For many of the crew at GamingExcellence, Dead Space has become one of the preeminent horror franchises in all of video gaming. Couple a gritty Alien-esque Sci-Fi setting with a strong storyline and intelligent scares, and it's easy to see why the newest scary kid on the block has so fully captured the imagination of horror fans. Disregarding the incredibly long lines to see the game at EA's massive E3 2010 booth, we came away incredibly impressed with what Dead Space 2 is bringing to the survival horror table.

The demo we saw had the protagonist from the original, Isaac Clarke, navigating his way through the Church of Unitology from the first game. As he navigates frozen corridors, it wasn't long until we got a glimpse at the new weapons and strategies available for combat, including use of the kinesis module. In the sequel, players still have to strategically dismember their enemies, but there's more to it than that this time around. Now you can use Isaac's kinesis to slice off limbs off slashers and then fire their own razor sharp limbs against them to conserve ammo as just one example. Another new weapon is the javelin gun, which pins enemies to walls. It was a really cool effect to see a slowed down creature with kinesis slowly speed up as they flew towards the wall.

The sequel takes place in a massive city called the Sprawl, which allows for a much greater variety in the environments over the claustrophobic space ship from the original game. The Sprawl is a beautiful city that features churches, schools, a full transit system, and other amenities you'd find in a city. The environments are varied, but the game remains focused instead of an open world.

One of the most unique aspects of the original was its zero gravity sections. In the original, you were pinned down in zero gravity to a surface like a wall, floor, or ceiling. The sections were great, but it's a little more limited system in hindsight than we initially though. This time around, you can fly around with a full 360 degree freedom of motion, much like the classic shooter Descent. The section seemed to control smoothly, and gives Dead Space 2 a truly unique hook in the horror genre.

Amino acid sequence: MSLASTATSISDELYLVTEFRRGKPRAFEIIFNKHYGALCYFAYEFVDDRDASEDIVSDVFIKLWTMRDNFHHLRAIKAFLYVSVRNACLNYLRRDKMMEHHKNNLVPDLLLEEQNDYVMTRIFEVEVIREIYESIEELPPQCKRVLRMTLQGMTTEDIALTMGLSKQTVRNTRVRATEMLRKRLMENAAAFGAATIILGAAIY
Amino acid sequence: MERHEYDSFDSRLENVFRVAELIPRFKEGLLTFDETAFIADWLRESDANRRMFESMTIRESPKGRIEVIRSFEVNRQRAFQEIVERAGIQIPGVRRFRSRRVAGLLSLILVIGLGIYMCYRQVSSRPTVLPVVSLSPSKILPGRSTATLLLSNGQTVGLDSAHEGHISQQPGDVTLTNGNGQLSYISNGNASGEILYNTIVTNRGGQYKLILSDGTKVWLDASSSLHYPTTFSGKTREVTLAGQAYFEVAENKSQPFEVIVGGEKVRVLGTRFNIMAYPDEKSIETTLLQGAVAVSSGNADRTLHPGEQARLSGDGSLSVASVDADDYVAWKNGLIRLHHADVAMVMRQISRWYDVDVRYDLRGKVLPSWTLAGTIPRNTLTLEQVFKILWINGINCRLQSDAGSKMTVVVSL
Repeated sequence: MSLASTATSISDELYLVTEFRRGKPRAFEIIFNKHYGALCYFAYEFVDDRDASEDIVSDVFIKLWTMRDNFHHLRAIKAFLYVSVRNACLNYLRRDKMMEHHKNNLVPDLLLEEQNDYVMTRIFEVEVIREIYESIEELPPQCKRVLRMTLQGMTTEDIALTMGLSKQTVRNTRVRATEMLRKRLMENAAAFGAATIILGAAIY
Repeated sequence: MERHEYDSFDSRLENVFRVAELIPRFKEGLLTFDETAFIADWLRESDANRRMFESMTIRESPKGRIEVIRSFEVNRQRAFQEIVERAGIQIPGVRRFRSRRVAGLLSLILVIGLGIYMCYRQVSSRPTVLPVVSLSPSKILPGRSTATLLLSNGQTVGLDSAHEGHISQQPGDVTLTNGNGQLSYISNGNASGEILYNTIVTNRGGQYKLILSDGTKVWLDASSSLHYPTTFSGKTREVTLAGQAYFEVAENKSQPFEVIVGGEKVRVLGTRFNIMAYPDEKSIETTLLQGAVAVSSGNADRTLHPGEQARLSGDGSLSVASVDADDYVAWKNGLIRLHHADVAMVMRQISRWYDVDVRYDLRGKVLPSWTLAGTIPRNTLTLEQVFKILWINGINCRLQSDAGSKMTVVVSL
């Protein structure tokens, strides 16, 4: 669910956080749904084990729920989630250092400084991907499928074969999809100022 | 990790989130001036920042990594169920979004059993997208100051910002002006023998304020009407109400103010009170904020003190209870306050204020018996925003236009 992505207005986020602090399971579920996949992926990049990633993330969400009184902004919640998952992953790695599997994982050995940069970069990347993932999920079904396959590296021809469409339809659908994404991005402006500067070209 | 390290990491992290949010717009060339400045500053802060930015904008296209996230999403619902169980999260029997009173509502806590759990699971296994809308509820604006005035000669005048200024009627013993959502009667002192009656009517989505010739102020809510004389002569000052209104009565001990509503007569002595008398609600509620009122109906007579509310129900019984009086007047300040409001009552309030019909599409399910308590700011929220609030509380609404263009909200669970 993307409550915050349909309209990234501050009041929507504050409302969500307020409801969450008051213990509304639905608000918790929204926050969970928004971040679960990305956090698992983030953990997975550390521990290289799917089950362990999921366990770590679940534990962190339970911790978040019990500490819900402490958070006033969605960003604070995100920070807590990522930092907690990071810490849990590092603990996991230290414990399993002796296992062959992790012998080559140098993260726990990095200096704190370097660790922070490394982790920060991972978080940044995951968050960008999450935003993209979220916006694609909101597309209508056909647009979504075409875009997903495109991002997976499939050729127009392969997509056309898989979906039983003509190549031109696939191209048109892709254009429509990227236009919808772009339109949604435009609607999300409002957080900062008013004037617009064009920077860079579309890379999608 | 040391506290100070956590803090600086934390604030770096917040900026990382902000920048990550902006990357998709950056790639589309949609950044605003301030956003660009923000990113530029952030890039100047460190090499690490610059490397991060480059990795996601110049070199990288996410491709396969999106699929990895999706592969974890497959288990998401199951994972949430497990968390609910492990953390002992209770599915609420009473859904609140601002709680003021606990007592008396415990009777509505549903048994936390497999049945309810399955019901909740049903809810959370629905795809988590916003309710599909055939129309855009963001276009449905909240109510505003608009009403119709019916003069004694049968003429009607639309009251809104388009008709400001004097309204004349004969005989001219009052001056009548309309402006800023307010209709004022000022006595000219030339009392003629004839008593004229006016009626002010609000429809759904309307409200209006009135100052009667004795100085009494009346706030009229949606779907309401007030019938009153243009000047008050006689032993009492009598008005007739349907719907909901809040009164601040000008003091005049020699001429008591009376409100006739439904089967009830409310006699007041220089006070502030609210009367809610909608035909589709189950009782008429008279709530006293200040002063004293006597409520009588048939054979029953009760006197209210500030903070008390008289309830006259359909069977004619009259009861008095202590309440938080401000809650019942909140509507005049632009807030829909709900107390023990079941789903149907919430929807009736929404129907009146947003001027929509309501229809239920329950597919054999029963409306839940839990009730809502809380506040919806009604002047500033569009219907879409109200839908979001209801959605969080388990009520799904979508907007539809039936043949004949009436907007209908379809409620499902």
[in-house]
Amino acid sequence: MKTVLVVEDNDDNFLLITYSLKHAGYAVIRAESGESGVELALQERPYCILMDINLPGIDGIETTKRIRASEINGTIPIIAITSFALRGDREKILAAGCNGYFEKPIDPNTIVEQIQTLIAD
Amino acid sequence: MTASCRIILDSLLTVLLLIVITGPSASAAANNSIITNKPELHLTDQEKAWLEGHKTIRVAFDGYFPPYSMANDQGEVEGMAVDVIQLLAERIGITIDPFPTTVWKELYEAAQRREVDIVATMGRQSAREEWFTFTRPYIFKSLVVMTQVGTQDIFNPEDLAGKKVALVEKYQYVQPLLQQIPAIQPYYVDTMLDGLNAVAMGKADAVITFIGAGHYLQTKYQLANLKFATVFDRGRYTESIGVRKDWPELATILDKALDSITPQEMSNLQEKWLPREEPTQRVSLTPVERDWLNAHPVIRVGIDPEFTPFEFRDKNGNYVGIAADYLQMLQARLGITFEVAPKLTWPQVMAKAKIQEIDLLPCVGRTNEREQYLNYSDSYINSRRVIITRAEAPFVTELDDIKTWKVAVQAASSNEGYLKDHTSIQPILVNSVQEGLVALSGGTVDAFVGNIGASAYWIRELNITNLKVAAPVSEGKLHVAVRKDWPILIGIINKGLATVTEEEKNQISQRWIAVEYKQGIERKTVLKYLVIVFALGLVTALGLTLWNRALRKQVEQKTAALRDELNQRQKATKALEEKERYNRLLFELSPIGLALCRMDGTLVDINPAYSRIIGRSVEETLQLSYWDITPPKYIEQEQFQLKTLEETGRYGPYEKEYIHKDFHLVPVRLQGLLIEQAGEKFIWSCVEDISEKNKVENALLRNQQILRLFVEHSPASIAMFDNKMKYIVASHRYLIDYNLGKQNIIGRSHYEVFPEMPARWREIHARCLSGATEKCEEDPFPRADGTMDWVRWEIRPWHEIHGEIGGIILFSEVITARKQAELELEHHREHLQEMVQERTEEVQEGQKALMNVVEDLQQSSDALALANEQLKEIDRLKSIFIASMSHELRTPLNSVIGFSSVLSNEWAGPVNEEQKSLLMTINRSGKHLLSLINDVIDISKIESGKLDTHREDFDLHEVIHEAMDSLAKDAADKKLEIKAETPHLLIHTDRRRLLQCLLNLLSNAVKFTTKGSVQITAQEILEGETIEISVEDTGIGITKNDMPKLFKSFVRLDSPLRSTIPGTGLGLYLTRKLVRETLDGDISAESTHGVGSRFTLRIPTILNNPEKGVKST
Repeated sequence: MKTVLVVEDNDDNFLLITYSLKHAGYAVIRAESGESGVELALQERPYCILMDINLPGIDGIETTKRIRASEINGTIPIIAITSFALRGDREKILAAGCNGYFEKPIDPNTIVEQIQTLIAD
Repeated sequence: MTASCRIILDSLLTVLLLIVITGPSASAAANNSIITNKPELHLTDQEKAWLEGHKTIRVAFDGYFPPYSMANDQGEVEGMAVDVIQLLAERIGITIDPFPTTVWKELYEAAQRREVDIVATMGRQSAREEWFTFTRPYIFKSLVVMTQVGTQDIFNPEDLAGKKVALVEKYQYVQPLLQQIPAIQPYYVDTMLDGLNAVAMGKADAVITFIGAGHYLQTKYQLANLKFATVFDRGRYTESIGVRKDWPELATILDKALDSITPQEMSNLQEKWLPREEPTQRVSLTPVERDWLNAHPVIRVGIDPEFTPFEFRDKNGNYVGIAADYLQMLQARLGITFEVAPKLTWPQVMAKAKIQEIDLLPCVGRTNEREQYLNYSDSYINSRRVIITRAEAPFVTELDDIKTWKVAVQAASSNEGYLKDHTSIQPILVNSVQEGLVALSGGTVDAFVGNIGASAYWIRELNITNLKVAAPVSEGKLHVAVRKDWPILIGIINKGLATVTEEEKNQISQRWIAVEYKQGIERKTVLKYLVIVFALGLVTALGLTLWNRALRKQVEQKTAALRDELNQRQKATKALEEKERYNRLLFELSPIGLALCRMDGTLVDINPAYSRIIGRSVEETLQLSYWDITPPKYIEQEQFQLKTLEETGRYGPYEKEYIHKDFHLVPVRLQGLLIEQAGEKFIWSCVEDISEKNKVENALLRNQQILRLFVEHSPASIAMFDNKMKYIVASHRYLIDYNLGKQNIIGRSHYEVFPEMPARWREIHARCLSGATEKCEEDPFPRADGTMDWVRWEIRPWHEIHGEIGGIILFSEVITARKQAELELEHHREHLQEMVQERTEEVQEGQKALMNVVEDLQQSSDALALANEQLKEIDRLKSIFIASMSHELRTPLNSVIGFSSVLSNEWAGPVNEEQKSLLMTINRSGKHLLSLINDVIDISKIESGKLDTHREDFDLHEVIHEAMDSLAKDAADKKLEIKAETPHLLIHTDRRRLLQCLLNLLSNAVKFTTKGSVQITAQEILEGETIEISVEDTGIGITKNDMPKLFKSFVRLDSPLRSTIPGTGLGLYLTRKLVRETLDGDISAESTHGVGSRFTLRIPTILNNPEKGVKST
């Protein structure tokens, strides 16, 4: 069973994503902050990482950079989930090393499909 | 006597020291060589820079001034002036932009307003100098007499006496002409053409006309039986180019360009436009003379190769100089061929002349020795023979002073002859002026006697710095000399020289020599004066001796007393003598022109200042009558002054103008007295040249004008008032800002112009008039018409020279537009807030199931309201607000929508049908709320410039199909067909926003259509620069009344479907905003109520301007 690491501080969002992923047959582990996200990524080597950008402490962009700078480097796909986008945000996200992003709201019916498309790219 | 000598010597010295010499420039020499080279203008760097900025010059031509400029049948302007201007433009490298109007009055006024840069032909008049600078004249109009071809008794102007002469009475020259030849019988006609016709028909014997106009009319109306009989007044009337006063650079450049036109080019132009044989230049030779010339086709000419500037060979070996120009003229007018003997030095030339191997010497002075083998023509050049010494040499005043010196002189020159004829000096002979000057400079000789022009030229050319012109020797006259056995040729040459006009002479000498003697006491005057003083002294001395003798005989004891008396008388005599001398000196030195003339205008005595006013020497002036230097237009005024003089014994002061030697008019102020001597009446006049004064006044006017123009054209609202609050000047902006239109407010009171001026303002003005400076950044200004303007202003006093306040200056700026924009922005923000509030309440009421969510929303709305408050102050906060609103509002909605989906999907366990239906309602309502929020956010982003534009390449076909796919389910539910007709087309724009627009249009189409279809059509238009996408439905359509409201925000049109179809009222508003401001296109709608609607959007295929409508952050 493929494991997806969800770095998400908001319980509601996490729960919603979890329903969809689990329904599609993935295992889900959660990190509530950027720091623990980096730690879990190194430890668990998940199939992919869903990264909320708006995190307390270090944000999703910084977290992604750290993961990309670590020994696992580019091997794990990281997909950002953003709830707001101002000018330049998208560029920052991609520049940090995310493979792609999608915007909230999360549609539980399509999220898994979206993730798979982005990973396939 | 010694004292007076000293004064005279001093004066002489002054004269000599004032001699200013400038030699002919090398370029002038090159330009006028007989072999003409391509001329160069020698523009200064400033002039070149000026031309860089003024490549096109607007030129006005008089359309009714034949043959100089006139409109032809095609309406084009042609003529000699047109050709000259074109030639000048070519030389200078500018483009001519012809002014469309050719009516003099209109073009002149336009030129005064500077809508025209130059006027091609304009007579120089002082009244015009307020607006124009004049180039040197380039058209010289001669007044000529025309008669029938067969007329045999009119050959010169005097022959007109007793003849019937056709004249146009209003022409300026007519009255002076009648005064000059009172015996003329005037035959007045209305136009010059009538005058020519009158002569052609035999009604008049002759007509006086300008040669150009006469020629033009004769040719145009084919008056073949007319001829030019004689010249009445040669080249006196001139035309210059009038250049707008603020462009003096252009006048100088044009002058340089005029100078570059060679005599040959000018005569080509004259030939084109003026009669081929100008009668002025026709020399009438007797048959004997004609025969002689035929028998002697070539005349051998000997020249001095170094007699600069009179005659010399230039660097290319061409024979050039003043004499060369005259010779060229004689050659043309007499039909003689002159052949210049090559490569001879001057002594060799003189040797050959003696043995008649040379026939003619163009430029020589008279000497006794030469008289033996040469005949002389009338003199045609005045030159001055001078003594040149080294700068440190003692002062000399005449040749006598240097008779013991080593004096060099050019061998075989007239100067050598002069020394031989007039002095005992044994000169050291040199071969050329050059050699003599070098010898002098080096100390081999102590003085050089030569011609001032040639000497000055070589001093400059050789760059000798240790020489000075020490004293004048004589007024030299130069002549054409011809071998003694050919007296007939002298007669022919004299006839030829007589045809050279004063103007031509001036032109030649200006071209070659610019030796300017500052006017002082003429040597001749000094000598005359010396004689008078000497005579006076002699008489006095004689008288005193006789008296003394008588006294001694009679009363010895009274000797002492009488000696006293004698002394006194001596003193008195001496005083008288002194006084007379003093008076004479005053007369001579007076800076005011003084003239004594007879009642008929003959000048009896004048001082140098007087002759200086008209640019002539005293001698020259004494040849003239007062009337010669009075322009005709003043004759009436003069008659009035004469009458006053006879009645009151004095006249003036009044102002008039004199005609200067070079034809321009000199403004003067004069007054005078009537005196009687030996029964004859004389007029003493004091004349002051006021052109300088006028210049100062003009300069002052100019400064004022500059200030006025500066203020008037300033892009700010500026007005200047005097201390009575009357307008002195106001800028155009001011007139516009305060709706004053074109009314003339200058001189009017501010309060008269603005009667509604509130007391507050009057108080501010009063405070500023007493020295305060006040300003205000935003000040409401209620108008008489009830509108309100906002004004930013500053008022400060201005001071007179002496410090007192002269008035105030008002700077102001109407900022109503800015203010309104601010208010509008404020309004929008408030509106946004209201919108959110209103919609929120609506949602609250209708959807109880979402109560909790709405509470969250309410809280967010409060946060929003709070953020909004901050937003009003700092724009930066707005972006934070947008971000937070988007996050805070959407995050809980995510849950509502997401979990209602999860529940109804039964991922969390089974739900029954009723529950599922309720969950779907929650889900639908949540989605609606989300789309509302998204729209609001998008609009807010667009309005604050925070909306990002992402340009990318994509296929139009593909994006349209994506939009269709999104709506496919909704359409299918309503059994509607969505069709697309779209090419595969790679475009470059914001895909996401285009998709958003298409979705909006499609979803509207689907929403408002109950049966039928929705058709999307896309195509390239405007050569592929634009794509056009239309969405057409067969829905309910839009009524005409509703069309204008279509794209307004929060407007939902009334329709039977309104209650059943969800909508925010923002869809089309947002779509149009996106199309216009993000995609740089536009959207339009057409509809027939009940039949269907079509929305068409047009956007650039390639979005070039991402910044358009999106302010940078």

The demo we watched featured some incredibly intense scripted moments that have you being dragged to impending doom by various mutated Necromorphs. In fact, the last five minutes of the demo has Clarke being chased by an enormous Necromorph and a gun ship that fires through the vacuum proof windows of the Sprawl. As Isaac gets sucked out into the void, he manages to catch onto the ship, only to be attacked again in the vacuum by the creature, Aliens style. The intensity during these sections was enough to get our heart rate up to dangerous levels. Dead Space 2 does not disappoint in the action department.

It bears mentioning as well that Dead Space 2 looks simply incredible in terms of graphics and presentation. The gore effects in particular have been ramped up, with blood that flows out realistically and looks spectacular in zero gravity as it lazily floats in mid air. Limbs and body parts fly off right where they are hit, and watching an enemy get blown apart and splattering the walls simply does not get old. Isaac himself is rendered with astonishing beauty, and the environments are detailed and varied, even in the short 20 minute demo we saw. In a neat touch in the audio department, Isaac now speaks, and isn't the faceless order taker he was in the first game. Getting the player attached to the main character can only make the fear more palatable.

We were so blown away with our demo of the game that we've nominated it for a slew of categories in our annual Best of E3 awards. The release date for the Xbox 360, PlayStation 3, and Windows versions on January 25, 2011 can't come soon enough.